It used to be that driving south on I25 meant heading for Colorado Springs, for grandparents with a little blue house and a little red truck I’d borrow for the weekend, along with the stern “Be careful, now” and the knowledge that no matter how often I drove, I’d never pay for gas. It meant the obligatory trip to the chapel at the Air Force Academy, to listen as the organist filled the triangular space with hymns and the cadets ran between buildings. It meant a stop at the 4th Infantry Division memorial, to bring sunflowers to Kendall and check beneath that rock to see if my letter was still there. It meant driving until forever met the sunset behind Pikes Peak. It meant history and exboyfriends and family that was lost and then found and then broken and thrown away.
My brother and sister and I are sitting silently in her rental Dodge, listening to Transatlanticism and drinking Bhakti chais. The car smells faintly of someone’s last cigarette, the scent of it clinging to the cotton of our shirts like Burberry cologne. And the mountains fly by at an alarming pace. I am struck by the knowledge that this may very well be the last of the Colorado trips for a long, long time.
I’ve been coming here since I was ten years old. Six years of my life have been grown in this red Colorado soil. I fell in love with the Glenwood canyon here, the sharp, angled lines of it in the brilliant July sunshine. I watched my first major league baseball game here and was converted to their cause by the time Rocktober came around. There were four straight years of standing on a Denver street with a hot cup of coffee in my hands, watching the Parade of Lights go by. There was the boy who claimed to love me and the man after him that actually had my heart. There was an Army base where I knew the depth of commitment of a soldier. The commitment that goes past death and into the bones of a family.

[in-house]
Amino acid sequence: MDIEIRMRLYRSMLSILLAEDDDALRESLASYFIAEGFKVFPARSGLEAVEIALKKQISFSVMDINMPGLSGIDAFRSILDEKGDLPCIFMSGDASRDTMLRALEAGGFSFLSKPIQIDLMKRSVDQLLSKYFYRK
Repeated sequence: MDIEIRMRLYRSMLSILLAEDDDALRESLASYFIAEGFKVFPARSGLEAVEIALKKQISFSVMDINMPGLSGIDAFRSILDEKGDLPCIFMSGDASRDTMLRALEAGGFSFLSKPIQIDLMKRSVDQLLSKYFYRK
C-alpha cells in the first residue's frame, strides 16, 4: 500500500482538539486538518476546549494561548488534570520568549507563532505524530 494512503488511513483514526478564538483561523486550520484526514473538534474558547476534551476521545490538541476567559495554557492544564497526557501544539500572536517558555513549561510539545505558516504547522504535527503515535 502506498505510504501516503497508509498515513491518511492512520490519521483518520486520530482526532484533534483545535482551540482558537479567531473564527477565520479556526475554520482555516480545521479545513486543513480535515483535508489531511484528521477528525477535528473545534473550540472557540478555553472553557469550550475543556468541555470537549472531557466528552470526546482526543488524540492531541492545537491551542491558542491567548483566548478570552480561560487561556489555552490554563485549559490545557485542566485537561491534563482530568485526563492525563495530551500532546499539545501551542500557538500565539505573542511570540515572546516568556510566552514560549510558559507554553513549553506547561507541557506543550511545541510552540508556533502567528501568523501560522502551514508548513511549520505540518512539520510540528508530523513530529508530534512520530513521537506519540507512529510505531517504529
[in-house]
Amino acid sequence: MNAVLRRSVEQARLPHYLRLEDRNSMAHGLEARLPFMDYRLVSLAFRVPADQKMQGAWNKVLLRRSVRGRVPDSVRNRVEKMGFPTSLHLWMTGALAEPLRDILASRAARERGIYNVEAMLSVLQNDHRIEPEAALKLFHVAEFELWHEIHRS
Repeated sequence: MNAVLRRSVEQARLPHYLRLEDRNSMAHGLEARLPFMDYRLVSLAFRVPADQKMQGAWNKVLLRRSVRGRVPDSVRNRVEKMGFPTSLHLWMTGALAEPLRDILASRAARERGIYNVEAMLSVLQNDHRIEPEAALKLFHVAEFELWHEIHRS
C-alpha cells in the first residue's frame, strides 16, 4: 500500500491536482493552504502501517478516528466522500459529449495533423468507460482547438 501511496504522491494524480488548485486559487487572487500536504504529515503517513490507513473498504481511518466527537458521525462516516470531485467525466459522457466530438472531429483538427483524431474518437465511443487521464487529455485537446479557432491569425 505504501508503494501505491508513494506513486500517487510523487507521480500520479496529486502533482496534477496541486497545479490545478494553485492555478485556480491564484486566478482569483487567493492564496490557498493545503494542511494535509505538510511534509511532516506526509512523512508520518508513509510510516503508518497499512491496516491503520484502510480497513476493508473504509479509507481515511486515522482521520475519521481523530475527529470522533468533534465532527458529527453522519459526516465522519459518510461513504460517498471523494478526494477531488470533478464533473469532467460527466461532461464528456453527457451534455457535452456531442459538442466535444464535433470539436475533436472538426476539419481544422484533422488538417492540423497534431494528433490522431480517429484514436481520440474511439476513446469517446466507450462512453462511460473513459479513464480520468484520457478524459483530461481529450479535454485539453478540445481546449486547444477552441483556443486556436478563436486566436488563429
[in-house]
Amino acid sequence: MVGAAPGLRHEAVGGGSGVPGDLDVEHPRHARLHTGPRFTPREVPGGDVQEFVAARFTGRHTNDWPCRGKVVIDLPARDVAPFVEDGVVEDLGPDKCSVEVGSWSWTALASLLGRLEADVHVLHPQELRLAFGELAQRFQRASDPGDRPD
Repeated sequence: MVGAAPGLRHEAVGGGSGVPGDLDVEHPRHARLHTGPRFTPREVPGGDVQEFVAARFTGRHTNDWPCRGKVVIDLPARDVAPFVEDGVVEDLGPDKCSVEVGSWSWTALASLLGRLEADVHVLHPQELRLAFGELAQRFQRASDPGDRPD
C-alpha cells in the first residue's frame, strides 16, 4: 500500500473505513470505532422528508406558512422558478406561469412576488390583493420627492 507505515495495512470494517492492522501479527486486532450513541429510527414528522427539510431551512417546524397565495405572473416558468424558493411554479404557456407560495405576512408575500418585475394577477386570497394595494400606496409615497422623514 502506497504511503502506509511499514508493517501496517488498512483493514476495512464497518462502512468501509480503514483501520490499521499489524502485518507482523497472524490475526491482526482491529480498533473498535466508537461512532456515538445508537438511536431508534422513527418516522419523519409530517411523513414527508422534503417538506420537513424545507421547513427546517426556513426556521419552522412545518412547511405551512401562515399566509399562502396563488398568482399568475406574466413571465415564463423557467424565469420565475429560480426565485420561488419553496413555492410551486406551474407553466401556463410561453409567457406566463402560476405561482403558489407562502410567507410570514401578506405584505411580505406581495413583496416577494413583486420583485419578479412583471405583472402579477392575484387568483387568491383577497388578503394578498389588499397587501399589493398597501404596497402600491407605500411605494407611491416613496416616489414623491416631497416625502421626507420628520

I have loved the mountains and the rivers and the aspens and the too big too blue sky until it was engraved into my shoulders and etched across my collarbones like tattoos. I have felt that my soul found its home here. And I have been wrong.
Because while Colorado may be very much like heaven to me, my Home is very much where my Beloved is. And He is with me always.
So I will take this plane to Georgia and be more than content. I will sing with joy at His providence and love for me. Because in Him, I am finding my way home.
He has given me every reason to stay.